3,000 years in the making

Ah, a Jerusalem premiere

A New York sense of humor seasons ‘Ah, Jerusalem,’ a musical time-travel story that aims to pack in the tourists

Jessica Steinberg covers the Sabra scene from south to north and back to the center.

The Axelrods onstage (photo credit: Jessica Steinberg/Times of Israel)
The Axelrods onstage (photo credit: Jessica Steinberg/Times of Israel)
Bernie Kukoff at Sunday night's rehearsal of a new scene for 'Ah, Jerusalem' (photo credit: Jessica Steinberg/Times of Israel)
Bernie Kukoff at Sunday night’s rehearsal of a new scene for ‘Ah, Jerusalem’ (photo credit: Jessica Steinberg/Times of Israel)

It was a mere four days before the opening night of “Ah, Jerusalem” and director Bernie Kukoff looked rumpled and disgruntled, not altogether pleased with the scene unfolding onstage.

“You really shouldn’t be here,” he said to me, waving a hand at the stage. “I just wrote this scene over the weekend.”

At 77, Kukoff, a seasoned writer and producer with more than 40 years logged on Broadway and in Hollywood, is used to making last-minute changes to a script — adding a title song, say, to perk up a lackluster opening.

“That happened in ‘A Funny Thing Happened on the Way to the Forum,’ he said, retelling a favorite tale. “They were out of town, and it was dying and this is after weeks of rehearsals. So they wrote a song for the opening and it immediately put the audience in the right place. That’s the kind of magic that a theater can have.”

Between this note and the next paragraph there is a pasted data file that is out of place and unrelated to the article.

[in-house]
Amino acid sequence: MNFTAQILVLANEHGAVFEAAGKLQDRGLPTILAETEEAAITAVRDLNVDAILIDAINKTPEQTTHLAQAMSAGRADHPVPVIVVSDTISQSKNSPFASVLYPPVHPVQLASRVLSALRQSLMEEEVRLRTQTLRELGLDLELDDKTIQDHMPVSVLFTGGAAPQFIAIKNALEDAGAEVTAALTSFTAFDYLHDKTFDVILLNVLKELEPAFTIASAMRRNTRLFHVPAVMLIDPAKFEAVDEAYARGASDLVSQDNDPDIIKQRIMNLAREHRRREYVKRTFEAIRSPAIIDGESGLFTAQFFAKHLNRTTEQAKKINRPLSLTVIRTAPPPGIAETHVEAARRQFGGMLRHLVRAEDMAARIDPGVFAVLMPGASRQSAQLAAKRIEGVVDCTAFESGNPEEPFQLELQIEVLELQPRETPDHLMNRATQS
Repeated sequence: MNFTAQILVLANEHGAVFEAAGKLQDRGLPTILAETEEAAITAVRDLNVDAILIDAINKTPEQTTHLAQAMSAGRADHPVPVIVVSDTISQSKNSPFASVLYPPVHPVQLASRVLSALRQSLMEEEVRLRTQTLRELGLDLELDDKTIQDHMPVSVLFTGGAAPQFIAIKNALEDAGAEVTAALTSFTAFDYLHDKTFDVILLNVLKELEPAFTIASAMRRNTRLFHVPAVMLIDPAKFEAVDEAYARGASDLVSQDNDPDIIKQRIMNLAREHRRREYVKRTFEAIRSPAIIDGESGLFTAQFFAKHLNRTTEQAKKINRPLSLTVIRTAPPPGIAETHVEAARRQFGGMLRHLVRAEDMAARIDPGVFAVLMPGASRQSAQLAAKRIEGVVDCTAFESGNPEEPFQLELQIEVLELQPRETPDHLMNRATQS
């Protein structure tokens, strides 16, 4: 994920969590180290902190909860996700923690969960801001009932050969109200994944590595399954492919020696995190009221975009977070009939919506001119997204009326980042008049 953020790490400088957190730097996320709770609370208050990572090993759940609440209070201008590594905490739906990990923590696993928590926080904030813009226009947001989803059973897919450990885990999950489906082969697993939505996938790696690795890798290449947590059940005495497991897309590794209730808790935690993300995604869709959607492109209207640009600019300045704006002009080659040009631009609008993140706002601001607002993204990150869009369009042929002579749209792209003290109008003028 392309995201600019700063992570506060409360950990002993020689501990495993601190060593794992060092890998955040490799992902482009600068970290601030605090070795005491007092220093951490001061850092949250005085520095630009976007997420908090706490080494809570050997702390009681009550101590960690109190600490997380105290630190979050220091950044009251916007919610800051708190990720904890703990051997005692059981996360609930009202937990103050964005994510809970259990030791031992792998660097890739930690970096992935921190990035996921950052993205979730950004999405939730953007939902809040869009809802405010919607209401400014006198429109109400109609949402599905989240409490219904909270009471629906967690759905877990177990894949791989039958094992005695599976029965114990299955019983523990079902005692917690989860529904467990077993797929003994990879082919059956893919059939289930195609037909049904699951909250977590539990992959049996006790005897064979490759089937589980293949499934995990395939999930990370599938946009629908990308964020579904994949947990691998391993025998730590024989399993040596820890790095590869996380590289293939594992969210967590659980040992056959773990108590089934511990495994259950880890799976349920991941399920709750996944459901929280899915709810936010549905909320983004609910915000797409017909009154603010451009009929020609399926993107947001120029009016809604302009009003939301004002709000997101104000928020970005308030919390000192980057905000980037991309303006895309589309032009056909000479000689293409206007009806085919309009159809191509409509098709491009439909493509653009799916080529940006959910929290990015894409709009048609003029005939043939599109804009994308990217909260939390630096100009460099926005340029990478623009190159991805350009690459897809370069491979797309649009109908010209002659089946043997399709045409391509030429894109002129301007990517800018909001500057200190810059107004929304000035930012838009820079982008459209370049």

It’s what he’s hoping will happen with “Ah, Jerusalem,” the original musical he wrote with Danny Paller, a local composer from Jerusalem. As a longtime producer and screenwriter known for collaborating on the popular 1980s television shows “Diff’rent Strokes” and “The Cosby Show,” Kukoff has been working on Broadway and Off-Broadway for the last decade. He also produced a show in Tel Aviv four years ago, “Glow,” a comics-driven love story set in eight different languages.

He comes to Israel regularly with his family, and was here with his wife and granddaughter for a bat mitzvah trip when he was introduced to Paller’s kernel of an idea by a mutual friend during a Friday night dinner in Jerusalem.

The official 'Ah, Jerusalem' poster (Courtesy 'Ah, Jerusalem')
The official ‘Ah, Jerusalem’ poster (Courtesy ‘Ah, Jerusalem’)

“It fascinated me: a musical, something to go to at night in Jerusalem,” he said. “There weren’t any particular ideas yet, no business plan, nothing. So I said, let me write the thing. You first need a book for the musical before you do anything. There were a lot of false leads, but ultimately we came up with an idea.”

The idea was a musical time-travel story, as the Axelrod family from Indianapolis takes a raincheck on their Cancun vacation following a dreamtime visit from Great Uncle Mordechai, who sends Charlie, the dad, on an adventure to find a family treasure in Jerusalem.

The storyline is family-friendly, appropriate for all ages and with plenty of deft, energetic song-and-dance pieces in between the historical tableaux that set the scene for the Jerusalem tale. It’s material that should appeal to the tourists who are expected to make up a good chunk of the audience for the play’s six-month run.

The show has several Israeli investors, including theater company Bimot and Kukoff himself. The show, while geared toward tourists, aims to attract local English-and Hebrew-speaking audiences as well.